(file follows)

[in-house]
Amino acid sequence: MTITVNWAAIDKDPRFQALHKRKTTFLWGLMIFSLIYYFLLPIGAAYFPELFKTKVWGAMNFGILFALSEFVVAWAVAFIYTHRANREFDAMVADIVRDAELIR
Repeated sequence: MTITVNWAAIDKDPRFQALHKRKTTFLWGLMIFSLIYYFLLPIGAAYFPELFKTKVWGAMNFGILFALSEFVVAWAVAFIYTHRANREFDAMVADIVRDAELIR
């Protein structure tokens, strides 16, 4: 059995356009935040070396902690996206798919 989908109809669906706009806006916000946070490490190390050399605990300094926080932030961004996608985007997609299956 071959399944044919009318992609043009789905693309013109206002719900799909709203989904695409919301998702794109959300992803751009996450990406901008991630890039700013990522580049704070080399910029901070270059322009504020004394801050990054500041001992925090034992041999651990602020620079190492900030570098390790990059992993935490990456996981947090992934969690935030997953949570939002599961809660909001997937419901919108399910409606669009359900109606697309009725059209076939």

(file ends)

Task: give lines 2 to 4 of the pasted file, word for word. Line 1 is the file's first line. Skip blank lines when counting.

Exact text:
Amino acid sequence: MTITVNWAAIDKDPRFQALHKRKTTFLWGLMIFSLIYYFLLPIGAAYFPELFKTKVWGAMNFGILFALSEFVVAWAVAFIYTHRANREFDAMVADIVRDAELIR
Repeated sequence: MTITVNWAAIDKDPRFQALHKRKTTFLWGLMIFSLIYYFLLPIGAAYFPELFKTKVWGAMNFGILFALSEFVVAWAVAFIYTHRANREFDAMVADIVRDAELIR
């Protein structure tokens, strides 16, 4: 059995356009935040070396902690996206798919 989908109809669906706009806006916000946070490490190390050399605990300094926080932030961004996608985007997609299956 071959399944044919009318992609043009789905693309013109206002719900799909709203989904695409919301998702794109959300992803751009996450990406901008991630890039700013990522580049704070080399910029901070270059322009504020004394801050990054500041001992925090034992041999651990602020620079190492900030570098390790990059992993935490990456996981947090992934969690935030997953949570939002599961809660909001997937419901919108399910409606669009359900109606697309009725059209076939």